Now that you know how breathing is mechanically driven and controlled in a healthy individual, we will next talk about common pathologies that affect the airways which can make the process of breathing more challenging.
COPD (Chronic Obstructive Pulmonary Disease) is a collective term for a group of obstructive airway pathologies (namely Chronic Bronchitis, Emphysema).
- Emphysema: A permanent dilation of any part of the air spaces distal to the terminal bronchiole with destruction of tissue and the absence of scarring. The key pathological change is the loss of elastic tissue and so elastic recoil, coupled with a decrease in the surface area available for gaseous exchange. The pathological change results in increased work of breathing which increases shortness of breath.
- Chronic Bronchitis: A disease of the airways – persistent inflammation of the airways and excessive mucous production. For a true diagnosis, a patient also must present with a cough productive of sputum on most days for three months of the year for at least two successive years. Key pathological changes include: damage to the respiratory endothelium, increased mucous production, chronic inflammation, secondary infection and lumen narrowing. Airway clearance is paramount.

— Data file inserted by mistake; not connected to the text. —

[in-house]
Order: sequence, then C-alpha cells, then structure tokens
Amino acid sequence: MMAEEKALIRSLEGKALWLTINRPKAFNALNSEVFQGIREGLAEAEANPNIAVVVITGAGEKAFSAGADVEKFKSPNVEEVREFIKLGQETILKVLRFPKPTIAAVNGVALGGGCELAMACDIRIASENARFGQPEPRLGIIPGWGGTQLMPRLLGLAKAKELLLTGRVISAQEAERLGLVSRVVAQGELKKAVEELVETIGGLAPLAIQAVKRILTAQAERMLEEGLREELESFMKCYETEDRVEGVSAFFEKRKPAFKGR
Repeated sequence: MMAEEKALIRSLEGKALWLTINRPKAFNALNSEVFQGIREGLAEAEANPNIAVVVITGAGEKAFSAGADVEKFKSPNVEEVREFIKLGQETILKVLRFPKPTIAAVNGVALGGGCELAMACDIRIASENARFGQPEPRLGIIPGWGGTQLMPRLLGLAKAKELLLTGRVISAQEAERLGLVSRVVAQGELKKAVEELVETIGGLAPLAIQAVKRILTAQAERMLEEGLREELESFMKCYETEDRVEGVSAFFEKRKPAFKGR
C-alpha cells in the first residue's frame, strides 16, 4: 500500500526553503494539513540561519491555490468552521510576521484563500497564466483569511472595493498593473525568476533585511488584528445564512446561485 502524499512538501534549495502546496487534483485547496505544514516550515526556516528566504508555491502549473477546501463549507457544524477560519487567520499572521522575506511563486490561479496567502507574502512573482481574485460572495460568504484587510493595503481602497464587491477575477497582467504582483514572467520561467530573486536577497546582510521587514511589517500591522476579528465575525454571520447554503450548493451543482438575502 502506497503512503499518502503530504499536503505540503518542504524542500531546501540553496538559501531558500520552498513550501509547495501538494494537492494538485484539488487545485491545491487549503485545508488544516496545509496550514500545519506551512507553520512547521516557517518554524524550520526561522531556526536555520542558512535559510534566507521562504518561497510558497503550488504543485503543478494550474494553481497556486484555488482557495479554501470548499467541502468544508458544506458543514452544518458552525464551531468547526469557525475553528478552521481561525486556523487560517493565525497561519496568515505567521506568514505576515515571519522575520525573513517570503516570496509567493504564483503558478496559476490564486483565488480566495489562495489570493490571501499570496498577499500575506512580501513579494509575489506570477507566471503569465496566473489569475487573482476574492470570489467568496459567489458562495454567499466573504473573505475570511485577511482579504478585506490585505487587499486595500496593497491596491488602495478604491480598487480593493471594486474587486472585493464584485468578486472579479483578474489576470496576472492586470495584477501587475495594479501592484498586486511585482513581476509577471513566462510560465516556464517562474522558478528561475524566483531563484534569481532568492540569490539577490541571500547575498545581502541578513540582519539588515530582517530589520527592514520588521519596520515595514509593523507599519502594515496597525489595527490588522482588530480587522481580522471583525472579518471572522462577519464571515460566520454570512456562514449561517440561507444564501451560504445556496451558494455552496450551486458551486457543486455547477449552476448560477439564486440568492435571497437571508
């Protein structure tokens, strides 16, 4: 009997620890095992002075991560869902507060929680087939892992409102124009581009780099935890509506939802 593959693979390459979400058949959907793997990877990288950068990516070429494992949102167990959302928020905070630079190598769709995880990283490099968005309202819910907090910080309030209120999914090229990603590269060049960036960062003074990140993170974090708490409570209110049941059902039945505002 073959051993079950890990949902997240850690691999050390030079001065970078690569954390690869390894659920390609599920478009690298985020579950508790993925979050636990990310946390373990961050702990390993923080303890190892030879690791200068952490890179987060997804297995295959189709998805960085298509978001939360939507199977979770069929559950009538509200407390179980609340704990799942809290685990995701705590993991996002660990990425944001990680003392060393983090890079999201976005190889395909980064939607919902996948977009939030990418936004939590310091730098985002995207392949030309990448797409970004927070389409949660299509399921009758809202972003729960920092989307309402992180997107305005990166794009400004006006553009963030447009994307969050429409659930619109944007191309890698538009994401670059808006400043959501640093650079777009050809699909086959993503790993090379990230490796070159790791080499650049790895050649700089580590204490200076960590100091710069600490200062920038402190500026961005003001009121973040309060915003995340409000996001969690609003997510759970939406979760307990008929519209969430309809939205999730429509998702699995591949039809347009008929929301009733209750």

- The major risk factor for developing COPD is smoking. Childhood asthmatics are also more likely to develop COPD.
– Mild: This is associated with few problems with activities of daily living, and there is shortness of breath on moderate physical exertion.
– Moderate: There is more limitation with activities of daily living, an increase in shortness of breath (e.g. breathlessness with walking on flat ground).